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open RAN

NEC expands open RAN SI skillset with Aspire

Japan's NEC, which has already made impressive inroads into the open RAN systems integration space – perhaps most notably with Telefónica – is not resting on its O-RAN-compliant laurels.

For an undisclosed sum NEC has agreed to buy Dublin-headquartered Aspire Technology, described by the Japanese supplier as having "unique skills" in designing and integrating open networks. Those skills are viewed by NEC as a "critical need" for successful adoption of 5G open RAN.

The acquisition is expected to be completed this month, following confirmation of "necessary procedures and approvals" from both NEC and Aspire.

We're now better than other SIs, claims NEC

With the addition of Aspire, NEC reckons it will strengthen its SI offering for 5G open RAN applications, which – it points out – require an increased level of systems design and integration when compared with legacy ecosystems.

As well as open RAN SI know-how, Aspire brings to the table what NEC calls "solutions and services across the full network lifecycle" for legacy cellular architectures.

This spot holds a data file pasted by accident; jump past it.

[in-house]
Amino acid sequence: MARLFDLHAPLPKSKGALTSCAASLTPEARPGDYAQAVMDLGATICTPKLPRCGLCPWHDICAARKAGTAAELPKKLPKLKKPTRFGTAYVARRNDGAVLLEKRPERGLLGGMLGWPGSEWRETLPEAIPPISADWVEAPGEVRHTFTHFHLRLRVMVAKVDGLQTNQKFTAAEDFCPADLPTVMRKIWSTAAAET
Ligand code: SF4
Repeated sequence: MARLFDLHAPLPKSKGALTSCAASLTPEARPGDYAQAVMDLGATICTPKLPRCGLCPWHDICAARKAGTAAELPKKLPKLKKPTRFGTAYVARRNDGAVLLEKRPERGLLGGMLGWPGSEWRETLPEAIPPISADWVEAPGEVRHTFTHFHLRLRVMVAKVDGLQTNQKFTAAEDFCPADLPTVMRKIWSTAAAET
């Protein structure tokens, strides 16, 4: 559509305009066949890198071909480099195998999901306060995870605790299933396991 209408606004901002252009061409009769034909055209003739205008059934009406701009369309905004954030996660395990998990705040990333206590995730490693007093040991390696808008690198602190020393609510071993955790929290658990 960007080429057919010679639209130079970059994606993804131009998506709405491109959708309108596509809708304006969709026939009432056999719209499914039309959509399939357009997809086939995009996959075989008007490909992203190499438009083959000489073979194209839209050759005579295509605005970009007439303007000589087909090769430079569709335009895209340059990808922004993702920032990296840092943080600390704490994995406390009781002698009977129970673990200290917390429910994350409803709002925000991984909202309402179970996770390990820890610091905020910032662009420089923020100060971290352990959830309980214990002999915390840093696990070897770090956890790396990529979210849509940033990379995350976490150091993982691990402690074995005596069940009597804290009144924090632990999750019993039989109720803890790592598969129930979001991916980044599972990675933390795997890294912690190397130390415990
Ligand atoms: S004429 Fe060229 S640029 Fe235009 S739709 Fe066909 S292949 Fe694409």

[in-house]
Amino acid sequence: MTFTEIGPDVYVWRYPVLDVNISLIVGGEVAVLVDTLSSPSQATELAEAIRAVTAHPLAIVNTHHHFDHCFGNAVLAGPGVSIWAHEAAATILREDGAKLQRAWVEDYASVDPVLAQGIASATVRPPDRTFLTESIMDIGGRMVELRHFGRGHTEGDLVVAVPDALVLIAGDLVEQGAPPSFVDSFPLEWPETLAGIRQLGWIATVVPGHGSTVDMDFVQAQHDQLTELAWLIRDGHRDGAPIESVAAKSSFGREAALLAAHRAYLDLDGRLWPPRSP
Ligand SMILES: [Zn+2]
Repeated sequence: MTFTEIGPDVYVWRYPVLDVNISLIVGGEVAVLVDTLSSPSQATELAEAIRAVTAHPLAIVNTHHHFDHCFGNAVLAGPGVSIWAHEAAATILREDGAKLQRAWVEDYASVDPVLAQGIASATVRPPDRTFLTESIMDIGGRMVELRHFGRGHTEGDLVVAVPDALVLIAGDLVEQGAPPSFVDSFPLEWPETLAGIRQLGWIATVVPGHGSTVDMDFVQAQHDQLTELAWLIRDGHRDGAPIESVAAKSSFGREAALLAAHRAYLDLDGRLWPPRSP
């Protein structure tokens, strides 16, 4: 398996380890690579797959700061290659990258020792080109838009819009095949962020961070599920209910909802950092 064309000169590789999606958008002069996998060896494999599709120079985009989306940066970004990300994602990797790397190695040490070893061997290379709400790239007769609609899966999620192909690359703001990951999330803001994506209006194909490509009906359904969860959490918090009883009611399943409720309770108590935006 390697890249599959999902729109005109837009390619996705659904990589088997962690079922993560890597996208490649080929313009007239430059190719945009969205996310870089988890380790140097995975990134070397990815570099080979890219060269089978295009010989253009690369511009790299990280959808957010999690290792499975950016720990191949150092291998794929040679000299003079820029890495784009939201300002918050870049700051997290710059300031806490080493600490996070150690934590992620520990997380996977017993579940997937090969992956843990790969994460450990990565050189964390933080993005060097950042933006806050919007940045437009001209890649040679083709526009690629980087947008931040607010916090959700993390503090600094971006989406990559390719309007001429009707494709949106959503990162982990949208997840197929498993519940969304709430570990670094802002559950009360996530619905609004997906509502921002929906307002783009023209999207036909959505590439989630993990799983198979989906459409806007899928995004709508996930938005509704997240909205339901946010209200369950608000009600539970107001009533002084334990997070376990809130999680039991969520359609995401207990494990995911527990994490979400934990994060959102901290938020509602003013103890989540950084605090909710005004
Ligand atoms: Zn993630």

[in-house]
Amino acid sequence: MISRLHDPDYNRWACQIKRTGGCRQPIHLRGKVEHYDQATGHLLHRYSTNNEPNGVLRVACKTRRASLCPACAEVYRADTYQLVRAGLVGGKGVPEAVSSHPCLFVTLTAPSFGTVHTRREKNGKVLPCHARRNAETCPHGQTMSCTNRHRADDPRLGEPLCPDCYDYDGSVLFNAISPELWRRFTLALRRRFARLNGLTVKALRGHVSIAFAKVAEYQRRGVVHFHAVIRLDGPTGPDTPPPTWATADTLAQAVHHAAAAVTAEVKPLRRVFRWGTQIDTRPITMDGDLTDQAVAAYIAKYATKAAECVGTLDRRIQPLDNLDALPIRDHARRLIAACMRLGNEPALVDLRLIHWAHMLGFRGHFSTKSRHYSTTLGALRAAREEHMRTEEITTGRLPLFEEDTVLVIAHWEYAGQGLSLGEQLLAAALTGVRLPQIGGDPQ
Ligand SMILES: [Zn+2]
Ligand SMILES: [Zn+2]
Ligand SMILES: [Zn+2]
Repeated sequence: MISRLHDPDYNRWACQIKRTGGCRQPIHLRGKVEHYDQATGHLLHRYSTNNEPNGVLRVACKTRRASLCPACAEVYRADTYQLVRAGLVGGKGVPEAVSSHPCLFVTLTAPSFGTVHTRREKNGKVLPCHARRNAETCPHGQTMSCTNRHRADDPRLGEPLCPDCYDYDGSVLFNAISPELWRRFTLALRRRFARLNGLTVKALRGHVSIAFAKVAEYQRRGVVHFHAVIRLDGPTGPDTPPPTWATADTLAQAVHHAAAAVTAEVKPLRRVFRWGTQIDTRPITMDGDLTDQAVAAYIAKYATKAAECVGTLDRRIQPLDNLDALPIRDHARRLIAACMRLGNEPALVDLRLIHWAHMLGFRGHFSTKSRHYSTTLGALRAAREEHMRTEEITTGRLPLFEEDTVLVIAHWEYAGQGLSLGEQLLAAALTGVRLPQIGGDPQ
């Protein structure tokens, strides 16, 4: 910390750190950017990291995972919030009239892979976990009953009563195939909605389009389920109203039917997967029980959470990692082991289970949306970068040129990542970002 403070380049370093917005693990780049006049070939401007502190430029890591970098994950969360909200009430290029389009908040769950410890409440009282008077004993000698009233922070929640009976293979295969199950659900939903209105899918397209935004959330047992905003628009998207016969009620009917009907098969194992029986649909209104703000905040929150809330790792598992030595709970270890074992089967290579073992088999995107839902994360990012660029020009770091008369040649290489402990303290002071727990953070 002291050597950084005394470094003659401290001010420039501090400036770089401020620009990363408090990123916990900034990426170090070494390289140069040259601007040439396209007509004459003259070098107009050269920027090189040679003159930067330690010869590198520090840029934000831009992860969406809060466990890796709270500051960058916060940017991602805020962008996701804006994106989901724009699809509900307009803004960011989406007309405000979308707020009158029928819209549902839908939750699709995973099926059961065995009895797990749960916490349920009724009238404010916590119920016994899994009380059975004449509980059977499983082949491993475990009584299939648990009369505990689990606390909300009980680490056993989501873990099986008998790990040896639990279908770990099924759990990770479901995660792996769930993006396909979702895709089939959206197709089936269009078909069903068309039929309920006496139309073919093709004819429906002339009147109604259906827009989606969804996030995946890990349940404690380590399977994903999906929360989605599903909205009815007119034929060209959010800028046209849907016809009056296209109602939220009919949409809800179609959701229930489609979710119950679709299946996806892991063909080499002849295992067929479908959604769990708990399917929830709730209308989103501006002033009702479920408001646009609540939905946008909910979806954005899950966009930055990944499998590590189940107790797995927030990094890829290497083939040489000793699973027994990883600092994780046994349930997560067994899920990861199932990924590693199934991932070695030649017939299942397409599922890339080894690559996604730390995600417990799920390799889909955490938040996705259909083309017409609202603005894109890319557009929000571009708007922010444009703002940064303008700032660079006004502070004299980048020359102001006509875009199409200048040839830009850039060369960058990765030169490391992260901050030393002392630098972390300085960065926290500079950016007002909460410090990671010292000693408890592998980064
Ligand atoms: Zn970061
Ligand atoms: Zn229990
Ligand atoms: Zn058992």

"The SI business is all about people and expertise," said Naohisa Matsuda, general manager of NEC's 5G strategy and business, in prepared remarks.


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"The strong capabilities and the deep pool of talented engineers at Aspire Technology, combined with their portfolio of technology solutions and applications, is a big step forward for our NEC open networks strategy."

Matsuda made the bold claim that NEC was now "better prepared than any supplier to integrate disaggregated network components into a well-tuned ecosystem."

The SI challenge

NEC has already built up some open RAN SI experience, working with various hardware and software suppliers.

As part of O2 Germany's open RAN trials, NEC, as the operator's lead SI, is reportedly marshaling an ecosystem comprising Altiostar, Dell, GigaTera, Intel, Red Hat, Supermicro and Xilinx.

Being an open RAN SI, however, is not the easiest of tasks. According to Tommi Uitto, head of Nokia's mobile business, integration is one of the biggest headaches when deploying the nascent tech using multiple suppliers.

"There are so many different implementation options," he recently told Light Reading. "The standard is too open on that. We have to agree on how to implement beamforming in the DU and RU, even if it is O-RAN compliant. It is not accurate or precise enough to be plug-and-play."

Aspire and GSMA, just before the end of 2021, conducted a survey on the state of the open RAN market. The survey included 370 participants: mobile operators, fixed line operators, MVNOs, and hardware and software vendors.

One of its findings was that "specialized" SIs will be most in demand from operators when it comes to handling the integration of open RAN in the network.

— Ken Wieland, contributing editor, special to Light Reading

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